The e-commerce veteran has spent roughly 20 years working in the rapidly evolving payments space, with broad experience across sales, marketing, forensics and fraud management.
In his new senior leadership role, he's scouting out opportunities for business growth and for the expansion of PayFast and PayGate’s offerings to make online payments simpler and more seamless for merchants and their customers.
For Williamson, we've only just scratched the surface of payments innovation and the meaningful impact it can have on our lives. Here, he shares his leadership approach and speaks to the dynamic potential of digital payments and what's needed to accelerate local e-commerce.
I see this promotion as both a personal milestone in terms of my career, and a reassurance that I’ve made the right choices, when it comes to the people that I’ve worked with along the way. Career-wise, this is something I’ve always wanted to achieve and have worked really hard towards. I’ve run my own businesses in the past – but the difference this time is the journey I’ve walked with PayGate, PayFast and the DPO Group.
If I look around, many of the people who are still here have been by my side since the beginning, and I think that’s the key lesson here. No matter what, be cognisant and appreciative of the people next to you – because ultimately, if you fall down, you want the person next to you to be the one who picks you up.
The support and encouragement I’ve received from those I’ve worked closely with over the past 10 years, has been crucial. That I’ve achieved this goal means I’m surrounded by all the right people.
Over the past few years, we’ve been through a significant amount of change, with DPO Group acquiring a number of companies – including PayFast and PayGate, among others.
My main focus is to consolidate and integrate all of these companies, and the people behind them. By creating a unified brand that everyone can associate with, we can solidify a single vision to take us forward as a business. I think it’s important that people know where they belong, and where they’re going.
I've been in the world of payments for over 20 years now, and things are always changing. In the last two years alone, the industry has evolved significantly – never mind in the last 10. Despite this, we’re still only touching the surface of what is possible. Faster internet speeds, easier access to connectivity, and innovative technology – like wearables, the ability to order groceries via your fridge – are making e-commerce a very exciting space to be in.
In addition to this, payments touch almost every single aspect of our lives, and there is huge potential for online payments to ease some aspects of life and even do good. As an example, e-commerce can elevate an entrepreneur from purely local, in-person sales to a business that operates nationally, by giving them access to a new client base online. It presents an opportunity to grow and do business at a new level.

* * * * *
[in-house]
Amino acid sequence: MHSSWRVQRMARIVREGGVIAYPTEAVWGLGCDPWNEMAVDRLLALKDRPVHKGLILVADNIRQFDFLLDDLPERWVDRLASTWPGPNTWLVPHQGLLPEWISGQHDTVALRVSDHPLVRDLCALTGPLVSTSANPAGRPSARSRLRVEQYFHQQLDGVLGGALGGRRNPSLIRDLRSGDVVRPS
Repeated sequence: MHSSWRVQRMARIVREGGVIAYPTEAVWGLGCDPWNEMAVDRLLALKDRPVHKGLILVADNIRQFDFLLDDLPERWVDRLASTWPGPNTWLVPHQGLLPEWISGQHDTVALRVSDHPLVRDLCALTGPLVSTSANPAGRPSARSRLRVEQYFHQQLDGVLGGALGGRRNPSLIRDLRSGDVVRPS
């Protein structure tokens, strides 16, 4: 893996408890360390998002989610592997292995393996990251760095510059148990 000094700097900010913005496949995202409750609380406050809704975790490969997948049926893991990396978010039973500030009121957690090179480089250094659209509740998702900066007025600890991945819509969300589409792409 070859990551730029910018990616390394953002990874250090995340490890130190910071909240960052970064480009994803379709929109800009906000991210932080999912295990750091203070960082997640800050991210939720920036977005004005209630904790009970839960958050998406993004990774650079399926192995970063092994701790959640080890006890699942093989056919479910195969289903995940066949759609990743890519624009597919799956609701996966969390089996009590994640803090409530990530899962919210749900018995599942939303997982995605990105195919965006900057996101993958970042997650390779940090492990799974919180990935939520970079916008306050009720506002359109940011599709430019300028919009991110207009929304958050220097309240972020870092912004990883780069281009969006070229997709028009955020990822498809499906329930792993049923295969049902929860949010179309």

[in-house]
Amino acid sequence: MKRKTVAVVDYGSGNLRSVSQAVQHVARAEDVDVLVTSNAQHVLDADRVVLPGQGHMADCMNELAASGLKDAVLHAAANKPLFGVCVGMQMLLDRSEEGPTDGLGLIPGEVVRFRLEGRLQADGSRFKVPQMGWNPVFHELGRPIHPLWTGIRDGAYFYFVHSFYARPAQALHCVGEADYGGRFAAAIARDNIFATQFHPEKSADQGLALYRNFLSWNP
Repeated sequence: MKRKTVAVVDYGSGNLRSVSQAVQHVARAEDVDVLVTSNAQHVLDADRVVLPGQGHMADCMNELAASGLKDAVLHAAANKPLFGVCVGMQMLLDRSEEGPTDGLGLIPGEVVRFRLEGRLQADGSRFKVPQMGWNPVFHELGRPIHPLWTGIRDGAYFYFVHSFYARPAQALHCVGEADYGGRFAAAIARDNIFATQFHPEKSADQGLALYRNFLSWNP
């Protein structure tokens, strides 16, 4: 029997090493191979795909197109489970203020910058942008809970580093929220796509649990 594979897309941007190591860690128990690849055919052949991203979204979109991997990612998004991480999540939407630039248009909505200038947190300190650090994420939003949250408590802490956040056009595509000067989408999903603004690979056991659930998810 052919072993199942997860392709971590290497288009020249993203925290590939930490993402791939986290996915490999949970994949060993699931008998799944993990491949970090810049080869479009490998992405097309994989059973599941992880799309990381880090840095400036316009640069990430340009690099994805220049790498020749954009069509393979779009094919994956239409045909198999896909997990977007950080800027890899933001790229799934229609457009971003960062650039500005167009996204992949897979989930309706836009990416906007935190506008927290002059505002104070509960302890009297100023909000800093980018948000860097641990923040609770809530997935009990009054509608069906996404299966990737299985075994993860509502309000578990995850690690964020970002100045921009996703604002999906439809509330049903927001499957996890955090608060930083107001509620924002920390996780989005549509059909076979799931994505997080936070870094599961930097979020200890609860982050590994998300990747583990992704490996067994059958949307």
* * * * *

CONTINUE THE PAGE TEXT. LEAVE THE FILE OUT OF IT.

During Covid, distribution and manufacturing came to a standstill worldwide. As a result, there are enormous backlogs that are still being felt in South Africa and across the continent. Merchants are operating with limited stock and facing increased shipping and logistics fees due to rising fuel prices. The knock-on effect is that the cost of items goes up, and customers must make a decision about where to spend their money, which isn’t going as far as it did two years ago.
Solving challenges around delivery and logistics in the informal economy is another key aspect of e-commerce growth in Africa. We need to unlock access to non-urban areas and de-centralise delivery if we want to reach more customers via online shopping. While payment gateways don’t play a direct role in distribution, we do enable easier payments within these channels and make it easier to facilities orders.
As an avid reader, I always have five or six books going at once. Right now, the pile of books next to my bed includes:
I would love to be the person who shifts the payments paradigm. The key impact I’d like to make is focusing on how we use payments to do good, and I’d be happy to be known as the guy who made a big shift in this respect.
Define who you are not: Everybody talks about defining who you are, but I’ve never done that. Instead, I decided to define who I’m not and what I don’t stand for – and that ultimately led to who I am. I found it a lot easier and more effective to say I’m not the guy who will compromise my morals or step on people to get what I want. My advice for other people is to try this as an exercise.
Treat yourself as a business: While it might sound strange, treating yourself as a business gives you an opportunity to think about what your brand is, and what you want to put out there for people to associate with you and identify you as. If you do that well, you’ll get to a point where you can decide what fits into your business, and what doesn’t.
Don’t take anything for granted: If you step into my office, there’s a reason that you’ve taken the time to speak to me – and you’ll receive my full attention. I treat every single interaction that I have with another person as significant, because if you apply significance to the person that said hello to you yesterday, they might be the person who helps you tomorrow. It’s about being cognisant of the people around you, and the ways in which you can help each other.